In a world of ultra-low and negative yielding bonds, Ruffer’s all-weather outlook involves gold and index-linked bonds but also includes what it describes as a ‘a history of using unconventional protections in our portfolio’, these include credit and option protection and now bitcoin.
If you invest in Ruffer you have to have conviction in what it does and trust that it will deliver long-term on avoiding losing money and making a positive return – and really come into its own when the chips are down.
The same thing is true of Scottish Mortgage’s very different strategy; you’re backing the manager’s long-term aim of picking companies that can profit as they change the world.
The philosophy behind both investment trusts should mean that if you had money in either or both then you wouldn’t have bailed out as the Covid crash hit.
Nor would you do so if things don’t turn out as widely expected in the year ahead.
The point of backing a conviction-based trust or fund is that you also maintain your conviction when the going gets tough.
Ruffer on bitcoin and risks ahead
On buying bitcoin: 'One notable addition to the portfolio during November was bitcoin exposure.
'We gained our bitcoin exposure via the Ruffer Multi Strategies Fund and two proxy equities in Microstrategy and Galaxy Digital. At the period end the combined exposure of these was just over 3 per cent.
' In the short period since investing both stocks are up more than 100 per cent and bitcoin is up 90 per cent.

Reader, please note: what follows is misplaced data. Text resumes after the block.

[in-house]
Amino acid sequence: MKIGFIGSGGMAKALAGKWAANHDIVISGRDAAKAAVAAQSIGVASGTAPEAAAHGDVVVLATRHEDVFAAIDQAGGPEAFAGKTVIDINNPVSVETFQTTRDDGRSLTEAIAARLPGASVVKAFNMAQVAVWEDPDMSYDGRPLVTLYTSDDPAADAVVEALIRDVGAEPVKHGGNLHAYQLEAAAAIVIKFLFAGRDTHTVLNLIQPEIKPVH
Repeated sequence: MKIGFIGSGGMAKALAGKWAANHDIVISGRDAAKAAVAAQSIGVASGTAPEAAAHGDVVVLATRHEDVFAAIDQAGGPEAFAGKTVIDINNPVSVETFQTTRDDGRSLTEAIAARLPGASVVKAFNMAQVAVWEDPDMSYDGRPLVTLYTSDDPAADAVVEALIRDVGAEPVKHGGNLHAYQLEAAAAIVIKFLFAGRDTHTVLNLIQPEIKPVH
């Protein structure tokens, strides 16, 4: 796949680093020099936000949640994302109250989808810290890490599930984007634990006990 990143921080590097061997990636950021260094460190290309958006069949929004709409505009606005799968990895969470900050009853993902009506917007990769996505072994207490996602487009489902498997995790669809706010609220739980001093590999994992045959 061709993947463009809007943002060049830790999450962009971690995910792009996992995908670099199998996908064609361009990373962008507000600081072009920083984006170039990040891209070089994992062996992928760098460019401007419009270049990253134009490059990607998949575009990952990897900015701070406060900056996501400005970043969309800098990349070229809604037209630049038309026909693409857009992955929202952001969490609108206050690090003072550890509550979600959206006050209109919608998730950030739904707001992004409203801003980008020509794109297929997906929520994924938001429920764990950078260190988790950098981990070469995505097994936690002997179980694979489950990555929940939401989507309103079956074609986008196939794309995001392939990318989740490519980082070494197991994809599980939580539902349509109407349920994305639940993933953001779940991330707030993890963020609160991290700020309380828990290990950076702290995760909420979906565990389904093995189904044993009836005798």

'Our rationale has been well publicised but briefly, we have a history of using unconventional protections in our portfolio. This is another example, a small allocation to an idiosyncratic asset class which we think brings something significantly different to the portfolio.
'Due to zero interest rates the investment world is desperate for new safe-havens and uncorrelated assets. We think we are relatively early to this, at the foothills of a long trend of institutional adoption and financialisation of bitcoin.
'Think of bitcoin’s bad reputation as a risk premium – as we move through the process of normalisation, regulation, and institutionalisation, the compression of this premium can have a dramatic effect on the price.
'If we are wrong, bitcoin will return to the shadows and we will lose money – this explains why we have kept the position size small but meaningful.'
Investment outlook (and risks ahead): 'As we enter 2021 there is near consensus in financial markets on four things –
1. Covid-19 will be conquered by the vaccine
2. Central banks will keep printing money without limit
3. Governments will keep spending without limit
4. Valuations no longer matter because the winners and losers have been settled
'But coming into 2020 there was near universal consensus that global growth would accelerate. The one thing that mattered in 2020, coronavirus, was on few people’s radar.
'Most did not see it coming and markets were complacent to the risk. As Daniel Kahneman put it: “the correct lesson to learn from surprises is that the world is surprising”.
'Given the unique blow to the economy and the co-ordinated shock-and-awe global response, it seems fair to conclude that the distribution of possible outcomes from here is wider than it has ever been. This makes a genuinely all-weather portfolio even more important.'